Whereas, certain legislation that has been introduced in the Virginia General Assembly, certain legislation which has (or may be) introduced in the United States Congress could have the effect of infringing on the rights of law abiding citizens to keep and bear arms, as guaranteed by the Second Amendment of the United States Constitution and of Article I, Section 13 of the Constitution of Virginia; and

Whereas, the Shenandoah County Board of Supervisors wishes to express its deep commitment to the rights of all citizens of Shenandoah County to keep and bear arms; and,

Whereas, the Shenandoah County Board of Supervisors wishes to express opposition to any law that would unconstitutionally restrict the rights under the Second Amendment (U.S. Constitution) and Article I, Section 13 (Constitution of Virginia) of the citizens of Shenandoah County to keep and bear arms; and,

Whereas, the Shenandoah County Board of Supervisors wishes to express its intent to stand as a Sanctuary County for the Second Amendment (U.S. Constitution) and Article I, Section 13 (Constitution of Virginia) rights and to oppose, within the limits of the Constitution of the United States and the Commonwealth of Virginia, any efforts to unconstitutionally restrict such rights and to use such legal means at its disposal to protect the right of the citizens to keep and bear arms, including through legal action, and the right to petition for redress of grievances.

Whereas, the Shenandoah County Board of Supervisors acknowledges that the judicial system will ultimately receive matters of law, the Board also recognizes its civic duty to reflect the sense of its constituents to the Virginia General Assembly and respect those views by actively opposing infringement of the Constitution’s Second Amendment until and unless the judicial system confirms the constitutionality of pertinent legislation.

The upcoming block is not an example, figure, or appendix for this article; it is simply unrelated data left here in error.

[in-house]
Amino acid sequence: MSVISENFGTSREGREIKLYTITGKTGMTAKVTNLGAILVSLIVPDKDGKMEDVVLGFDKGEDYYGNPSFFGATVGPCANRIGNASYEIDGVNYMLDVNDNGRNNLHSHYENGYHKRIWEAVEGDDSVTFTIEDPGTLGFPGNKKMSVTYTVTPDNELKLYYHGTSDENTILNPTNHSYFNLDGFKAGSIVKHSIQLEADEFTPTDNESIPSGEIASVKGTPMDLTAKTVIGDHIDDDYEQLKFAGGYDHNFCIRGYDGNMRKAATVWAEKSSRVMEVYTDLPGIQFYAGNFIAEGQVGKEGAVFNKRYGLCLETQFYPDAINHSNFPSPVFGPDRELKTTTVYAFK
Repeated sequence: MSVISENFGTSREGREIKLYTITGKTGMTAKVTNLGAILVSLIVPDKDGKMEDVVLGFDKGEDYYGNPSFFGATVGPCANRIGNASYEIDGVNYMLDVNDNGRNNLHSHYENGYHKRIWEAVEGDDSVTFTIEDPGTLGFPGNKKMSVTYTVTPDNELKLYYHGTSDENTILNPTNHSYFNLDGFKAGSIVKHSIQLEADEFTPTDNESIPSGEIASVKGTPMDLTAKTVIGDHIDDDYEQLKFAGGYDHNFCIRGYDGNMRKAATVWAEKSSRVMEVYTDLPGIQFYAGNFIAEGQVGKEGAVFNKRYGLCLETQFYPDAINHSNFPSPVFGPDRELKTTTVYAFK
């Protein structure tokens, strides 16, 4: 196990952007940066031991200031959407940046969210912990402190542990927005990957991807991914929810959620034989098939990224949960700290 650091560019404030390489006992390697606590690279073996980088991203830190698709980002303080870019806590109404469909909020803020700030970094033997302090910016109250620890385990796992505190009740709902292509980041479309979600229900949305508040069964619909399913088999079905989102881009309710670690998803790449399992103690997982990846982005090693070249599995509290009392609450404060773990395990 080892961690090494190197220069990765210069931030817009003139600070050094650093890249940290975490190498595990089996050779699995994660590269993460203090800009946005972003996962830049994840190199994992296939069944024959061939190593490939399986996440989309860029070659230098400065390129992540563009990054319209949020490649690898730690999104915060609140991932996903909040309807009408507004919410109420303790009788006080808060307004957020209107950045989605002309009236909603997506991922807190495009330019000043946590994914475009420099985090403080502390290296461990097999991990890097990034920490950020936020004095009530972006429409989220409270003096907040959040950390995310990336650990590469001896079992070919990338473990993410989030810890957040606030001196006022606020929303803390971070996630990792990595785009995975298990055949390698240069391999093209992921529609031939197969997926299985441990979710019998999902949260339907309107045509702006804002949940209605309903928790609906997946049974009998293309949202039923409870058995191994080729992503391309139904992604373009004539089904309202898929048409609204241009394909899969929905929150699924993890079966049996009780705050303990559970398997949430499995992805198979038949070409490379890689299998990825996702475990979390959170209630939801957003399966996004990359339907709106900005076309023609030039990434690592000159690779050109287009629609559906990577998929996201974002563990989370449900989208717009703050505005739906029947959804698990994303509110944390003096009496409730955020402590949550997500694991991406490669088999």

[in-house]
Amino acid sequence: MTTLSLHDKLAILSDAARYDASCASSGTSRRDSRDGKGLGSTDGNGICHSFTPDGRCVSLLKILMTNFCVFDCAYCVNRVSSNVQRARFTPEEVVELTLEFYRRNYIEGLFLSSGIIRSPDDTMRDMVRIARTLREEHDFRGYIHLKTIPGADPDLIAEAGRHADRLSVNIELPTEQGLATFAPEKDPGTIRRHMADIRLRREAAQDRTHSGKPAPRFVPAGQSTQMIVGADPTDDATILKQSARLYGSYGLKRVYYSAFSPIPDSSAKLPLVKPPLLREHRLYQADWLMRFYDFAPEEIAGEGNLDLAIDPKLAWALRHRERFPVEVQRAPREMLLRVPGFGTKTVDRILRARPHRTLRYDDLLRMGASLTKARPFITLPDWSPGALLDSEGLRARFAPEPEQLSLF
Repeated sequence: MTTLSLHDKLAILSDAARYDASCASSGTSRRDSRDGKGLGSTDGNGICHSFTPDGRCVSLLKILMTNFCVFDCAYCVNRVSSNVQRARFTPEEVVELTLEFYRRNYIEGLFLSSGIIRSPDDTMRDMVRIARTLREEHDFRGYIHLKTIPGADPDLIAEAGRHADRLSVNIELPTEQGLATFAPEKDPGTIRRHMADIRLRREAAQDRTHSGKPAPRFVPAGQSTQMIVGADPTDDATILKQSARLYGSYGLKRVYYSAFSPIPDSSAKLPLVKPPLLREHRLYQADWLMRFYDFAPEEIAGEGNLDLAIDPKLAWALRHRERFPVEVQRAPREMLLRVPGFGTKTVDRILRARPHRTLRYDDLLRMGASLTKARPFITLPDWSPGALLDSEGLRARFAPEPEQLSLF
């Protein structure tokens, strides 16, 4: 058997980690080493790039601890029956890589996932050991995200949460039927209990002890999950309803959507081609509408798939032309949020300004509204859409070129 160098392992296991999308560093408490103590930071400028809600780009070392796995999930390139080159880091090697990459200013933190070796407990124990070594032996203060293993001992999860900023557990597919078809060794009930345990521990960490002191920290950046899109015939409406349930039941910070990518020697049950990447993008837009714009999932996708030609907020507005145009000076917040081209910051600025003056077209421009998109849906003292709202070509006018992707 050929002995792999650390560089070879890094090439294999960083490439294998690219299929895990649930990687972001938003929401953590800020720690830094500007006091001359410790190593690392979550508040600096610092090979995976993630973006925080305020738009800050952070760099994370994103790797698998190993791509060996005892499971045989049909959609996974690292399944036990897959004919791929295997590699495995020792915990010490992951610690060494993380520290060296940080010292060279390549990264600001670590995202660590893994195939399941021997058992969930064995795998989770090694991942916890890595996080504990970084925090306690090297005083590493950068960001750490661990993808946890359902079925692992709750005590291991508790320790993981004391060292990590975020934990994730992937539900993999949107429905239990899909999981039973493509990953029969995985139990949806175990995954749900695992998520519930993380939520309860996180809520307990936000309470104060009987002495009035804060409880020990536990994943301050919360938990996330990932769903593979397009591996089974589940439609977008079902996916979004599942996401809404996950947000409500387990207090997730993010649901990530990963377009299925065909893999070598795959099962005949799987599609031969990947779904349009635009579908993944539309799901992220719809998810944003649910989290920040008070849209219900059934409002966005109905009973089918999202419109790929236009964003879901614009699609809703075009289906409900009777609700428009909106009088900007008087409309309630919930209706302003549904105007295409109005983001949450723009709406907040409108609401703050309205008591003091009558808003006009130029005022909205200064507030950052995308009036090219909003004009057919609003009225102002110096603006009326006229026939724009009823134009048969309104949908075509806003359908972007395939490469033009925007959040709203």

The resolution goes on to state:

That the Board of Supervisors hereby expresses its intent to uphold the Second Amendment (U.S. Constitution) and Article I, Section 13 (Constitution of Virginia) rights of the citizens of Shenandoah County and opposes creation of any laws that restrict those rights; and

That public funds of the County shall not be used to aid in the unnecessary or unconstitutional restriction of the rights under the Second Amendment (U.S. Constitution) and Article I, Section 13 (Constitution of Virginia) of the citizens of Shenandoah County to keep and bear arms; and

That the Board of Supervisors hereby declares Shenandoah County, Virginia, as a “Second Amendment (U.S. Constitution) and Article I, Section 13 (Constitution of Virginia) Sanctuary”.

– Contact Alex Bridges at abridges@nvdaily.com